Recently, the amino acid proline was found to be an even more effective Lp(a) binding inhibitor than lysine in vitro. Adding between .5 and 2 g proline may be of significant additional benefit.

When serum Lp(a) is elevated, Lp(a) binding inhibitors can profoundly interfere with the disease process. Binding inhibitor formulas that include proline have been documented to lower Lp(a) in six to 14 months. In cases where Lp(a) is not reduced, binding inhibitors become even more important to neutralize Lp(a) regardless of their effect on serum Lp(a).

Recently a reevaluation of the Framingham Heart study that Lp(a) and not ordinary LDL is highly predictive of CVD and Oxford found that elevated Lp(a) increases the risk of heart attack and stroke by 70%.

The on-going lack of scientific curiosity or interest by organized medicine in the Pauling/Rath theory and Pauling's high-dose therapy may well be recognized as the greatest lapse of the 20th century.

Heart disease orthomolecular protocol

NOV 2005: UPDATED PROTOCOL HERE

  1. Take Vitamin C as ascorbic acid (or sodium ascorbate, but this form may be less effective) up to bowel tolerance (3 to 18 g per day in divided doses.)
    The half-life of vitamin C in the blood stream is 30 minutes. NIH findings indicate minimum 500 mg every 4 hours leads to highest sustained blood levels, take more before bed, trips, etc. Trouble with bloating/gas/diarrhea after your vitamin C? Try Liposomal Vitamin C
  2. Take Lysine. 2 to 3 g daily for prevention and from 3 to 6 g daily for the greatest therapeutic benefit.
  3. Supplement Coenzyme Q10 (100 - 300 mg) (Note: Vitamin C and several vitamins will help stimulate your own synthesis of CoQ10. CoQ10 is a vital substance for energy and proper heart function. Popular drugs interfere with your body's own production of CoQ10, and they may lead to heart failure)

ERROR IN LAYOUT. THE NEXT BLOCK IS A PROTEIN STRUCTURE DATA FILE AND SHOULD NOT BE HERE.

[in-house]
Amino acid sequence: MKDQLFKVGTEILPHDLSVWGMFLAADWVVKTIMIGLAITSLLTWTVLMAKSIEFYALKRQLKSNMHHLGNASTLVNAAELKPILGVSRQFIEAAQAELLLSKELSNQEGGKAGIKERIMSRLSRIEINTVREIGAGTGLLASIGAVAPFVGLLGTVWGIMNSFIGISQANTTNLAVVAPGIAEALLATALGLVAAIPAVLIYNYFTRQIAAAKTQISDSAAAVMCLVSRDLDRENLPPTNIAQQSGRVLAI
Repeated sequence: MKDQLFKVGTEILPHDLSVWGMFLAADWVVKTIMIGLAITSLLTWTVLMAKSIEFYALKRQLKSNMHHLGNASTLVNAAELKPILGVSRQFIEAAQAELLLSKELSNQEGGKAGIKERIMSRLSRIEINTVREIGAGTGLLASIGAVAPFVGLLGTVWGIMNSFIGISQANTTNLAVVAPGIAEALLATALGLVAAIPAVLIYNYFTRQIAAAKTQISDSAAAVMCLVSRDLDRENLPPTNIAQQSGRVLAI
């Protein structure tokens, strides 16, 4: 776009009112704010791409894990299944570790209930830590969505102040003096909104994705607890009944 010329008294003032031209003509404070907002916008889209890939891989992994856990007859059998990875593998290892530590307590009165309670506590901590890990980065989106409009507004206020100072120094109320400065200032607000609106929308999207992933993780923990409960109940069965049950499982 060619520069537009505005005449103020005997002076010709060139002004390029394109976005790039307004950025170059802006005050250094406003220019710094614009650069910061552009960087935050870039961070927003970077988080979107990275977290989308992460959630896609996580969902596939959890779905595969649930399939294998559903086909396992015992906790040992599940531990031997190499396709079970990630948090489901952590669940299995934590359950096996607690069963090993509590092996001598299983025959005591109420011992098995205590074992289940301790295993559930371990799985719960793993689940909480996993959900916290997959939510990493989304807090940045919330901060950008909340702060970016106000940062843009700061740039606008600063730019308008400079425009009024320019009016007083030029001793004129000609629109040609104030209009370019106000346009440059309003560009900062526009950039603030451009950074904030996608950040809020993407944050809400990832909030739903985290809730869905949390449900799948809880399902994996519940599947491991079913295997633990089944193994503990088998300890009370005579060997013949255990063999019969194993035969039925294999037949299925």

4. Take Proline from 250 mg to 2000 mg daily. (This added factor may lower elevated Lp(a) within 6 to 14 months.)
  5. NEW: Eliminate man-made/processed fats, such as trans and hydrogenated fats, and supplement Omega-3 rich oils. "Research has shown that an Omega-3 Index of 8 percent to 10 percent reduces a person's relative risk of death from coronary heart disease by 40 percent, and from sudden cardiac death by 90 percent." This benefit probably results from restored insulin-mediated glucose/vitamin C uptake into cells. [See: Protocol for Reversing Diabetes Type II by Eliminating Hydrogenated and Trans Fats and adding Omega-3 oils... ]
    Note: Following an Atkins-style diet will eliminate most trans fats because these "poisons" appear mostly in processed carbohydrate foods such as cookies, crackers, snacks, etc. Butter is vastly supperior to margarine. Natural saturated fats are vastly superior to any fats or oils processed for longer shelf life.